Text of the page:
day for a week or a fortnight until he found himself falling in love with this young lady
and he began to think she was meeting him half-way. He enquired of her one day if she
was would be content with him as a husband and would she like to marry him.
She made signs that she would and that she would marry him if he was agreeable, on
condition that he would not ask her to leave until she was prepared to do so. He
agreed to that and the next day he took with him two or three whom he trusted and the
man who was to perform the wedding ceremony and they married on the spot. Before
the year was out the young lady had a young son. The father made a cradle out of
the branches of the wood for the child and he was extremely proud of it. At the same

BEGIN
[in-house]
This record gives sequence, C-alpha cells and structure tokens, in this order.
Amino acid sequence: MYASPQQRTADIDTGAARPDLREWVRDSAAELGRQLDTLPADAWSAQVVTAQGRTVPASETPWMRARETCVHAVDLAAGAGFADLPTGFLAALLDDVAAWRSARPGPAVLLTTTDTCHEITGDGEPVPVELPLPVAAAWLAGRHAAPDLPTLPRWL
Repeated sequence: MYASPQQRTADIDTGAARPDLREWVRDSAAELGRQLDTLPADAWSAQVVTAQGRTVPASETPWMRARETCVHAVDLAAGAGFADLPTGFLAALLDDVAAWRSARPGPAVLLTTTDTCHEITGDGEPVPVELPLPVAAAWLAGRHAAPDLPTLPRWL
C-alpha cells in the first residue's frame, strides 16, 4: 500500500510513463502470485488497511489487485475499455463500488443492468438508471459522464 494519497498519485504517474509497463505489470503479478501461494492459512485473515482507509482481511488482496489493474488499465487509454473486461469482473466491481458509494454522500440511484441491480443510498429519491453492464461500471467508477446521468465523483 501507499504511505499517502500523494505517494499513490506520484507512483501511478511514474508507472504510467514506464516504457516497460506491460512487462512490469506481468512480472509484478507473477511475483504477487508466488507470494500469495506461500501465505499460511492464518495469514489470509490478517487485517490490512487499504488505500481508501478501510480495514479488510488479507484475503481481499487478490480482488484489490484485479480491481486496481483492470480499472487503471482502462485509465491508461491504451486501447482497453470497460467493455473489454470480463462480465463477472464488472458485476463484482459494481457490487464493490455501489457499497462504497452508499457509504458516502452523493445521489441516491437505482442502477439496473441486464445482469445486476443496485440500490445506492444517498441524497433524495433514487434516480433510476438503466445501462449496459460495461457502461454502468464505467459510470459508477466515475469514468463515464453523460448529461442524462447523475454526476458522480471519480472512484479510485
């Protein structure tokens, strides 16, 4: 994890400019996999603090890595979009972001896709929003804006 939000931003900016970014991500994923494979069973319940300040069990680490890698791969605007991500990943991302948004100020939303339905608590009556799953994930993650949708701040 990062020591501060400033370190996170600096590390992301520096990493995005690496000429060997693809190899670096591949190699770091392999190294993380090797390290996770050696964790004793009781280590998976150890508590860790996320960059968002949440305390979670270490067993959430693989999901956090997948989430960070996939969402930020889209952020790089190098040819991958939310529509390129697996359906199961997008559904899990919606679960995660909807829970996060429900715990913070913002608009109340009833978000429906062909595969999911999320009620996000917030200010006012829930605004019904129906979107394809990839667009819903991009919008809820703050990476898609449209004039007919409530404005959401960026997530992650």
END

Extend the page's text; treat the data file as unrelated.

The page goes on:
time, the young man's mother at home noticed that he never brought her anything
from the hunt and that there were days when he never brought anything home.|
15. Chuaidh sí go dtí seandraoi bhí aici agus d'innis sí a cúrsa dho trid síos.
“ó,” ars eisean, “ní chuirfeadh san aon iona ormsa, ná ortsa,dá mbeadh fhios
agat an chúis atá aige leis. Tá duine eigin aige sin 'n-a chursaibh is measa
leis gan feóil ná tusa.”. Cad iarfá ormsa,”ars' ise, “acht seift a mhúineadh
dhom chun an té sin fháil amach ?”“Breith mo bheil féin.” “Gheobhair san
agus fáilte,” ars' ise. “Ar maidin amaireach,” ars' eisean,
“nuair a bheidh sé ag imeacht, glaoidh thar n-ais air agus abair leis go bhfuil
deartháir a athar ana-bhreoite agus é i n-ucht bháis agus gur mhór
an náire dho mara raghadh sé á feachaint. Nuair a bheidh sé ag imeacht,beidh
sé ag breith na ngadhar agus a ghunna leis agus abairse leis gur mhór an
náire dho má bhearadh sé leis na gadhair sin agus a ghunna ag feachaint deartháir